The idea of blogging on-the-spot probably works better when the spot isn't rather content rich. I think I'll have more to say about the cartoon arts festival after it's over and I'm not staying up until midnight in conversations with interesting people.
By which I mean this fellow Eddie Campbell, for instance, who currently lives in Australia but then got up and spoke in an accent and cadence that so well mimicked Craig Ferguson that I quickly realized perhaps he was not native to Australia after all. Well, anyway, he lives there now.
And, moments before updating this blog, I was standing around having a conversation with him that took in .. well ... everything. French cinema, British comic books, Russian literature ... you know, stuff. There are conversations all over just like that and they are not conducive to keeping early hours.
But that's why we're here, after all.
This particular moment in his talk was particularly interesting because he said that, as a young lad, his first reaction to this book cover was not that there was a gorilla in a business suit, but rather that it was "Harvey Kurtzman's Jungle Book" rather the "Faceless Corporation's Jungle Book" or even just "Jungle Book."
The idea that a particular person had created this thing was a conceptual breakthrough for him, and at this state Eddie introduced an element of the auteur movement, which popped up in French cinema a generation ago and is certainly abundant in comics today.
It was a theme that threaded itself through the day.
Matt Bors had actually kicked off the sessions and Matt certainly personifies the auteur, going beyond the simple function of producing a cartoon for his employer and being both, which is fundamental for web cartoonists but for altie types like Bors more of a middle ground, given that they still need to sell their work to people in charge of something or other.
The alternative press, however, looks to be in more dire straits than mainstream newspapers, which is odd given their mission, but they're not so much of an alternative anymore and the idea of a fixated individual at the helm is less applicable than it was 30 years ago. Which is to say that they are as beset by beancounters as anyone.
However, there are some non-print sites emerging, and cartoonists like Matt are finding space, sometimes direct income and at least potential audience there, which means that he can put out a book and have a fan base to buy it. Can't tell you how many discussions of how to expand this emerging venue I heard throughout the day.
In the course of his talk, he also laid down (sometimes by implication, sometimes directly) an idea of where political and social commentary ought to come from, which, you may rest assured, is not the hallowed mazes of Beancounterland.
This one got a huge laugh, but far less trenchant commentary continues to get either spiked or, in the case of syndicated cartoons, simply not picked up by editors. The former may be "censorship" but the latter is simply a case of the free hand of the market either not getting it or not wanting to encourage edgy things that might offend customers.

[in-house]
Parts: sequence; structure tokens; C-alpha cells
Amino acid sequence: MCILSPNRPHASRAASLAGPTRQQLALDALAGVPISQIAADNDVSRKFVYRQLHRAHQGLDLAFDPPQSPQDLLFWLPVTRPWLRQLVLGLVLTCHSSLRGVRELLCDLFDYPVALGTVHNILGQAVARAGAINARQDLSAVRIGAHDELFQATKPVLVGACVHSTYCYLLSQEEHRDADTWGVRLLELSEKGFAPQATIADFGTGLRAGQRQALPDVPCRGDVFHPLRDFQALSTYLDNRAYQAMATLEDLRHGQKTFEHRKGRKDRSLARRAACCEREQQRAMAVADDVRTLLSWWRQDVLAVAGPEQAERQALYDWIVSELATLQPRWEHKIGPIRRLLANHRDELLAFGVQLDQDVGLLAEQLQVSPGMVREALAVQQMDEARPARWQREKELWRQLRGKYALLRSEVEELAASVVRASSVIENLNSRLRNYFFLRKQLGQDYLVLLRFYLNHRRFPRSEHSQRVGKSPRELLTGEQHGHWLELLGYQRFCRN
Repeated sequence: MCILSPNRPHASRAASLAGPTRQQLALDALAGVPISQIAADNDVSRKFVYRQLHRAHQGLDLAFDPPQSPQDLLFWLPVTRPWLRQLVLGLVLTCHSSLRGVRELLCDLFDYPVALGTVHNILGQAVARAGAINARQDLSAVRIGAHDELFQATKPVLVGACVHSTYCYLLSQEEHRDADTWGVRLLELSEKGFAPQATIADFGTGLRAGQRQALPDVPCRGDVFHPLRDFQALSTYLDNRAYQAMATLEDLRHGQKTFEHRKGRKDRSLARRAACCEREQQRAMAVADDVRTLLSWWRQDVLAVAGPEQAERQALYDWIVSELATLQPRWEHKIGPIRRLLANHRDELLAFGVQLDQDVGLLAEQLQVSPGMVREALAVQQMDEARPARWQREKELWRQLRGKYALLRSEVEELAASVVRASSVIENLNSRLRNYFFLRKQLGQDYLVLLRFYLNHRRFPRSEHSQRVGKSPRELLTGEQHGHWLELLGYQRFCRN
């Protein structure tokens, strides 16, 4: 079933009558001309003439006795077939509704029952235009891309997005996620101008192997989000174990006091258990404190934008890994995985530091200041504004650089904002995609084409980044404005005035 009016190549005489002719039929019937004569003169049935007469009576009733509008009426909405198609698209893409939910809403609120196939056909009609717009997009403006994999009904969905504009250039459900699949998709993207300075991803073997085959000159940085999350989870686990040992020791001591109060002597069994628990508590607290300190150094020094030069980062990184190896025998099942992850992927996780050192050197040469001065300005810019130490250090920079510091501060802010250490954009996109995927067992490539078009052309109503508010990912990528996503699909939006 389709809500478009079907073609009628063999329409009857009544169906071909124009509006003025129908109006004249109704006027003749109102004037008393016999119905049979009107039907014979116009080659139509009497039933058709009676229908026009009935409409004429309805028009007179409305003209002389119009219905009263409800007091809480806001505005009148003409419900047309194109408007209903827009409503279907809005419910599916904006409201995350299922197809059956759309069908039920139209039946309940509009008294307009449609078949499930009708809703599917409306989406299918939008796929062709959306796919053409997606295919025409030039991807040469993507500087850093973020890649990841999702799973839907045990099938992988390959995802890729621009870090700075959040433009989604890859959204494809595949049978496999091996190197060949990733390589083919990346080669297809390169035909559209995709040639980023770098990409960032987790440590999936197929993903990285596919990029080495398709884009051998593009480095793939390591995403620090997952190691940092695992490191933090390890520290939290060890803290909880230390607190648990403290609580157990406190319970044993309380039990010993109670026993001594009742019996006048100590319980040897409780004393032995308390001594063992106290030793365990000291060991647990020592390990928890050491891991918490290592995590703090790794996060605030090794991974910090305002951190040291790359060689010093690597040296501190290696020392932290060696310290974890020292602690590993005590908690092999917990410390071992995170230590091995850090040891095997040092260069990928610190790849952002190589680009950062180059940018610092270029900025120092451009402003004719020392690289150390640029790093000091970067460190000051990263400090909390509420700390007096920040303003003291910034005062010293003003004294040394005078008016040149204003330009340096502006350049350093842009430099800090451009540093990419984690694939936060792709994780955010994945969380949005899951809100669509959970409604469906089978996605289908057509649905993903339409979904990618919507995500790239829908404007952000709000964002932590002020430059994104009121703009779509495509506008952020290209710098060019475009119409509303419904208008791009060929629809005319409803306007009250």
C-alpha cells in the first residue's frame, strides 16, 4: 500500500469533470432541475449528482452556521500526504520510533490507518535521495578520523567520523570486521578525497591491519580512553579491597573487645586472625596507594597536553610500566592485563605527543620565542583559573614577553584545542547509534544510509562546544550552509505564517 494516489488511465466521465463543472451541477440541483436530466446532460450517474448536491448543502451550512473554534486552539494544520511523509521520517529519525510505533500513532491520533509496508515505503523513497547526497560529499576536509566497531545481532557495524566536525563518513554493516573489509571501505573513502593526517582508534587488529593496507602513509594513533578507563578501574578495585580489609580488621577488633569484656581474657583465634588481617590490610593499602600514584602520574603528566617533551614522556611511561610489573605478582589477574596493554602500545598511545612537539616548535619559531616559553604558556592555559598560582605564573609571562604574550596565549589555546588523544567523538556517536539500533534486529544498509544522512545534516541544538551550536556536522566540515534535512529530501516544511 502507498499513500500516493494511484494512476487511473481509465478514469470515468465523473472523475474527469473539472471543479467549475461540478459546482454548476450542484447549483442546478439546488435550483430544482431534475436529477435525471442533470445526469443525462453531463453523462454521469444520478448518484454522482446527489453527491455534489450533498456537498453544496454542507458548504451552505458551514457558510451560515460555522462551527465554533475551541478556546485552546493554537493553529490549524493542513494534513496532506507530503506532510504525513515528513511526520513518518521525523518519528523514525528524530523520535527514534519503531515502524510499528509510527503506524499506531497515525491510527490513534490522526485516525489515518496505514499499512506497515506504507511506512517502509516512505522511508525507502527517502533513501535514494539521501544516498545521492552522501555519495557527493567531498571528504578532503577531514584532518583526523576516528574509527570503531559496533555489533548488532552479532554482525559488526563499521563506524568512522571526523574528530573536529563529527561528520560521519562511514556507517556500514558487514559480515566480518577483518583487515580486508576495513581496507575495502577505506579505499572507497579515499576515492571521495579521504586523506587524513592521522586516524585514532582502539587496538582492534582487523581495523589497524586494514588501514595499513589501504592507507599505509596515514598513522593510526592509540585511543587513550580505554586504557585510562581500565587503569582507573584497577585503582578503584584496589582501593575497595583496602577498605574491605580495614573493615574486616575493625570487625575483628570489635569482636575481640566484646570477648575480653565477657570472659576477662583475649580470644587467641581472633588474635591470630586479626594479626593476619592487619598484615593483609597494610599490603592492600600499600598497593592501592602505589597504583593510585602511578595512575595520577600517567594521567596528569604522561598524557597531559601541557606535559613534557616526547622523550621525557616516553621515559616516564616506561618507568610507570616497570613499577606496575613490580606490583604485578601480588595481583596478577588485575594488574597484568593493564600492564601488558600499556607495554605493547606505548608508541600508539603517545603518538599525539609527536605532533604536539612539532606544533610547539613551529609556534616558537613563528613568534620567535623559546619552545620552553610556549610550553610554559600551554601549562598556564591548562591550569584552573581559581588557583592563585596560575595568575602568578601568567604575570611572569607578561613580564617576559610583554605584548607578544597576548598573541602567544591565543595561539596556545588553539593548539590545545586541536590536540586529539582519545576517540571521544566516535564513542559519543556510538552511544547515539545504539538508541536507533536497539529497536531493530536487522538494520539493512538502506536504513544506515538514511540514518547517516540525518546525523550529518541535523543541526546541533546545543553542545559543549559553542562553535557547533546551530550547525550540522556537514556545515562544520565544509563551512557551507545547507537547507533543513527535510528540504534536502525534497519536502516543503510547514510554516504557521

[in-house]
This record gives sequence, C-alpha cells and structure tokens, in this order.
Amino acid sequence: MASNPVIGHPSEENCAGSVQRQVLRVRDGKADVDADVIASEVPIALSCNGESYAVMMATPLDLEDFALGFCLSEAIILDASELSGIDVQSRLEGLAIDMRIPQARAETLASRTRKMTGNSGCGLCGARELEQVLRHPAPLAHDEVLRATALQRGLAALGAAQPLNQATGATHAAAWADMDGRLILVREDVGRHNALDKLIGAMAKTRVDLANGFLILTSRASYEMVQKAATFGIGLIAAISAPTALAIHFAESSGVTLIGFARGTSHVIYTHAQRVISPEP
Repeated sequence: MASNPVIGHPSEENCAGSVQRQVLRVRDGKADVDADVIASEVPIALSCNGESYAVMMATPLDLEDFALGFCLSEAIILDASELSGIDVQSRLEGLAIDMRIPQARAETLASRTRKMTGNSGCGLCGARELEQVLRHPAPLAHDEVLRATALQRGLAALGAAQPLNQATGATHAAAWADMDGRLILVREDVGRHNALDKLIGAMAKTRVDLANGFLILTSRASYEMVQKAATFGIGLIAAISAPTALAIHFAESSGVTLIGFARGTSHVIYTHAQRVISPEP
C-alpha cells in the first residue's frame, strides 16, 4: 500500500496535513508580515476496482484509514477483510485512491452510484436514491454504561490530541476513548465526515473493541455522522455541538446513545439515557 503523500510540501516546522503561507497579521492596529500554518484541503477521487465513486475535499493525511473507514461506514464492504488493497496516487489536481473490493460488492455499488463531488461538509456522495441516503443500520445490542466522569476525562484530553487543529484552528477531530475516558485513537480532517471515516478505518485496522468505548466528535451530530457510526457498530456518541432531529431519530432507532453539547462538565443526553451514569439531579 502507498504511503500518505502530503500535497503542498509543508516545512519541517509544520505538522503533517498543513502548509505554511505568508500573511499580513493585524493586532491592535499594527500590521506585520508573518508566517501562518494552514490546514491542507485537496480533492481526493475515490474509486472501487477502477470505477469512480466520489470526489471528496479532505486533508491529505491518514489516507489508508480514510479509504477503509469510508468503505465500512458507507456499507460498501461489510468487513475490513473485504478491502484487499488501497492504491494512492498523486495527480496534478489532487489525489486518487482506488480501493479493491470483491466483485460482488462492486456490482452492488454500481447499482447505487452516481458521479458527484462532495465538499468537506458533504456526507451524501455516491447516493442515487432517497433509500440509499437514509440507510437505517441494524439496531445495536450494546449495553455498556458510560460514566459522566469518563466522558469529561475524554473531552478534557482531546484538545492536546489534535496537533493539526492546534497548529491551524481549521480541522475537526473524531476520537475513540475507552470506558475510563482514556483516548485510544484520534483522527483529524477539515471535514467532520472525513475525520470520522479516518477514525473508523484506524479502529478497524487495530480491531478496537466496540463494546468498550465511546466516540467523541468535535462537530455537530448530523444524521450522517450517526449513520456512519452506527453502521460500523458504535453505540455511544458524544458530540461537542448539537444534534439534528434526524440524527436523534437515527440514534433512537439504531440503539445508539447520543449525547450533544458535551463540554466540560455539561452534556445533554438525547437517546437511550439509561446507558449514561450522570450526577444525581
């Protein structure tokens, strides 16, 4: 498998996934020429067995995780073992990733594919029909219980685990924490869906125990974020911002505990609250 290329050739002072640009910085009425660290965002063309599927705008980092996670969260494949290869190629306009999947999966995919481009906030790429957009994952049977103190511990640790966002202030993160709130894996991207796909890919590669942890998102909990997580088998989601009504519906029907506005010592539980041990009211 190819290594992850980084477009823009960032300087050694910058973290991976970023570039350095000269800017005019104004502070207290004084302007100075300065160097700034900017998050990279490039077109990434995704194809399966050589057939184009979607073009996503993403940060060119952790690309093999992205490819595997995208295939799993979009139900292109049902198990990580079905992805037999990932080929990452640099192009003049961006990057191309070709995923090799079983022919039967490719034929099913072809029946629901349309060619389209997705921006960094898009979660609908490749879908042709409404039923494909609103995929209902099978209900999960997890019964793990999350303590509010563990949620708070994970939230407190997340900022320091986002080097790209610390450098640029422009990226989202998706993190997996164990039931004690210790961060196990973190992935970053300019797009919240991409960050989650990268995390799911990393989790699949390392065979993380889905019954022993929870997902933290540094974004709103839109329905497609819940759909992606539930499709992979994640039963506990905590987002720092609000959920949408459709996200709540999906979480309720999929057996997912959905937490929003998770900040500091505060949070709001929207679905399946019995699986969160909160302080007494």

In the end, it hardly matters. More venues, and more of them freewheeling, means more points of view.
Incidentally, and going back to the laughter remark, one thing that is interesting in these gatherings is the amount of laughter from the audience.
Whether it comes from appreciation of a particular cartoon or from a remark about the business, it's an uncommon thing for the speaker, who is used to working in silence and then waiting a few weeks for crickets if you've done well and fatwas if you inadvertantly (or intentionally) insulted somebody.
Matt got a lot of instantaneous, positive feedback.
Talk of auteurs was certainly present in Brian Walker's tour of the main exhibit at Billy Ireland, which he had created, and I think he even used the term. Brian (in red sweater here) grew up not just with Beetle Bailey creator Mort Walker as a dad but with a lot of cartoonists weaving in and out of his house.
I was reminded of Arlo Guthrie who once remarked to me in an interview that he thought everybody's parents' friends came over and played music.
And when you grow up among a forest of cartoonists, you learn a thing or two. Brian's insights were pretty cool.
One statement he made -- born of picking the right examples from 200,000 to 300,000 donated items and then attempting to verify the provence and significance of each -- was "Two words I try to never use are 'first' and 'never,'" and he's got a few battle scars to prove it, because there's always someone willing to refute that point.
Another was an exchange he recounted which went something like this:
"God, there's a lot to know about this, and it's only cartoons."
"I've worked with this all my life and I learn something new every day."
The other major event of the day was the (first ever) screening of the film "Stripped," which several people in the audience appeared in and several others had supported at Kickstarter.
The screening was followed by a free-form Q&A and panel discussion with producer/co-director Dave Kellett and cinematographer/co-director Fred Schroeder, with cartoonists Dylan Meconis, Hilary Price and Patrick McDonnell.
The film is fascinating for comic buffs and I hope non-buffs will give it a look. I thought it was excellent, but I did -- to be honest -- wonder at times if I'd find it that compelling if I didn't know the issues and personalities they were talking about. And how many people do know those things?
Still, if you get a chance, get a look, because a large percentage of it is very much in reader's terms and the rest will provide some insights for fans.
Oh,and do buy what is being called the most beautiful book of the year, Kal Kalaugher's "Daggers Drawn," which you can find on his website. Or just find Kal, because he's always got a couple.